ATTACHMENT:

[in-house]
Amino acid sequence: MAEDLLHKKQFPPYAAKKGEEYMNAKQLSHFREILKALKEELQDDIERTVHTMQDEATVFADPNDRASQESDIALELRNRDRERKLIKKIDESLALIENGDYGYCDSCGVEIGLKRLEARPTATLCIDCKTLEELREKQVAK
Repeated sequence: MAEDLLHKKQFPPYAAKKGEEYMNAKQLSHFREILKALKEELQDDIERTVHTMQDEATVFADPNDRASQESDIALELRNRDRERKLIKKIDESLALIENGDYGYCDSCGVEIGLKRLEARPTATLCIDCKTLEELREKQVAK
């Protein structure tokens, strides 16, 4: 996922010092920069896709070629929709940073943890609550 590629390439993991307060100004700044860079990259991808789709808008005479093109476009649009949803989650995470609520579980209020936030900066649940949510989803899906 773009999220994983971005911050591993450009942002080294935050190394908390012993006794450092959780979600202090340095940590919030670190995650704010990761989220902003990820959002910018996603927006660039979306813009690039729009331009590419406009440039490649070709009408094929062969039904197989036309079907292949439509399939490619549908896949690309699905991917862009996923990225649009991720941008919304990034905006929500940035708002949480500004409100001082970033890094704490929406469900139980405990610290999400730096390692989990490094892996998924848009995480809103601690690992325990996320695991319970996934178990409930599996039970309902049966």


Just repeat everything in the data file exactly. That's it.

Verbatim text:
[in-house]
Amino acid sequence: MAEDLLHKKQFPPYAAKKGEEYMNAKQLSHFREILKALKEELQDDIERTVHTMQDEATVFADPNDRASQESDIALELRNRDRERKLIKKIDESLALIENGDYGYCDSCGVEIGLKRLEARPTATLCIDCKTLEELREKQVAK
Repeated sequence: MAEDLLHKKQFPPYAAKKGEEYMNAKQLSHFREILKALKEELQDDIERTVHTMQDEATVFADPNDRASQESDIALELRNRDRERKLIKKIDESLALIENGDYGYCDSCGVEIGLKRLEARPTATLCIDCKTLEELREKQVAK
């Protein structure tokens, strides 16, 4: 996922010092920069896709070629929709940073943890609550 590629390439993991307060100004700044860079990259991808789709808008005479093109476009649009949803989650995470609520579980209020936030900066649940949510989803899906 773009999220994983971005911050591993450009942002080294935050190394908390012993006794450092959780979600202090340095940590919030670190995650704010990761989220902003990820959002910018996603927006660039979306813009690039729009331009590419406009440039490649070709009408094929062969039904197989036309079907292949439509399939490619549908896949690309699905991917862009996923990225649009991720941008919304990034905006929500940035708002949480500004409100001082970033890094704490929406469900139980405990610290999400730096390692989990490094892996998924848009995480809103601690690992325990996320695991319970996934178990409930599996039970309902049966």